Democrats Could Sink Lower in Statehouses in 2016
With the tumultuous race for the White House and the Senate majority up for grabs, races for governor have been barely a sideshow this election cycle.
But the politically ambitious men and women who are seeking a high statewide office — and the policies they advocate — someday may find their way to Capitol Hill, or beyond. In short, governors matter.
This cycle, seven of the 15 Republican candidates still running for president and two of the Democratic candidates are either current or former governors. Considering congressional approval has been below 20 percent for most of the last four years and Washington has become synonymous with discord, it’s no wonder candidates from outside the nation’s capital think they can do a better job.
“If someone cares about getting things done, the only place things are happening is in the states,” says Paul Bennecke, executive director of the Republican Governors Association. His counterpart, Democratic Governors Association Executive Director Elisabeth Pearson, echoes the same theme. “People are seeing how bad the gridlock is in Washington,” she says. “The activity is happening in the states.”
Governors of both parties have wrestled with implementation of the 2010 health care law and its Medicaid expansion, voting rights and other issues in recent years, along with their state budgets. And even though the next round of redistricting won’t happen until after the 2020 census, Republicans and Democrats are focusing on capturing governorships now.
While presidential primary voters and caucus goers won’t cast their ballots until February, a competitive gubernatorial race in Kentucky this November will give a vote-starved media a tangible election result to chew on.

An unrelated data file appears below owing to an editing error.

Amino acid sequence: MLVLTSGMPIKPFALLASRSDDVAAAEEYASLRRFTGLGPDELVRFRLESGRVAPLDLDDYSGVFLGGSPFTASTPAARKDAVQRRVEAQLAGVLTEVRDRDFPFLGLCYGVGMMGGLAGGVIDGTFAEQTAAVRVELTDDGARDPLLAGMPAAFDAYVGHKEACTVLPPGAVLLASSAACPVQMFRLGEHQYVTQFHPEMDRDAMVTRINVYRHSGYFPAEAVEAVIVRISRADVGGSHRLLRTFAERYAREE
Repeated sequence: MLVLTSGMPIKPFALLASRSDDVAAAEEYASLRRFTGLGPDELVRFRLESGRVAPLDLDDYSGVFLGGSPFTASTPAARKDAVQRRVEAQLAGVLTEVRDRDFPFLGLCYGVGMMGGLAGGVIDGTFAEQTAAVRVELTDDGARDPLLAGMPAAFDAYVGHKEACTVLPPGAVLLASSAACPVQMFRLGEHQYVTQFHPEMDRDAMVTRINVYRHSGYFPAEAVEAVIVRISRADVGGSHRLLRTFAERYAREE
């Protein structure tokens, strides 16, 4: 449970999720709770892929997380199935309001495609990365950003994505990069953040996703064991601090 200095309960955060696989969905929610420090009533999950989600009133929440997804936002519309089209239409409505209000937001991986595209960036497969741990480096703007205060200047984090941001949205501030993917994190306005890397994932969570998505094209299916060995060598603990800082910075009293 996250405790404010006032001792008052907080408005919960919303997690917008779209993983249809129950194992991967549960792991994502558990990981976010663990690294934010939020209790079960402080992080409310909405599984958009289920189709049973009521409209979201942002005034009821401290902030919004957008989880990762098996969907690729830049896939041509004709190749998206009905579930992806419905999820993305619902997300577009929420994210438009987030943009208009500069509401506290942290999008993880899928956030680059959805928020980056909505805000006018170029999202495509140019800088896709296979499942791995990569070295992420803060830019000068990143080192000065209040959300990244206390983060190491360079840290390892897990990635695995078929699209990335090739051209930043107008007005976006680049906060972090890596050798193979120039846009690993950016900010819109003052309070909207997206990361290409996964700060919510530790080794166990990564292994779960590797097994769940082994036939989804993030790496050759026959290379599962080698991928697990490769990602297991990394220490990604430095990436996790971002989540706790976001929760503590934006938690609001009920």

Kentucky is one of the three states (along with Mississippi and Louisiana) electing a governor this year, while another dozen states are on the docket for 2016. The next two years will be the appetizer for the main courses in 2017 and 2018, when 38 states will host gubernatorial races, including the battlegrounds of Ohio, Florida and Wisconsin.
Voters have shown a willingness to distinguish state elections from federal offices, but gubernatorial races were not immune from the Republican rout in 2014. Republicans now control 31 governorships compared with the Democrats’ 18 — their lowest total since the wake of the 1994 elections. (Alaska Gov. Bill Walker is an independent.)
Democrats are at risk of sinking lower this year, if state Attorney General Jack Conway is unsuccessful in his attempt to succeed Democrat Steve Beshear in Kentucky. The term-limited governor is popular, and the GOP nominee, Matt Bevin, is hardly embraced by the Republican establishment after challenging Sen. Mitch McConnell in the primary last cycle. But President Barack Obama remains deeply unpopular there.
There isn’t a lot of brighter news for Democrats next year either.
Democrats’ top targets include North Carolina, an emerging battleground where Republican Gov. Pat McCrory faces a competitive re-election race, and Indiana, where Republican Gov. Mike Pence drew national attention (and managed to upset liberals and conservatives) over his handling of the state’s Religious Freedom Restoration Act, which gay rights organizations said would permit discrimination.
But the GOP has good takeover opportunities in West Virginia and Missouri, where Democratic governors are term-limited, and potential targets in New Hampshire and Washington, depending on the field of candidates.
A pair of races could have a direct impact on the Senate. Democratic Gov. Maggie Hassan would be a serious challenger to GOP Sen. Kelly Ayotte in New Hampshire, but running for Senate would make it harder for Democrats to hold the governorship.
Republican Sen. David Vitter is the front-runner in this year’s race for governor in Louisiana, where presidential candidate Bobby Jindal is term-limited. If Vitter wins, he would get to appoint his successor, but that person would have to run for a full term in 2016.
While Democrats are focused on holding the White House, recapturing the Senate, and making up ground in the House, the party should be happy to hold its ground in governorships in 2016 and prepare for a batch of better opportunities in 2018.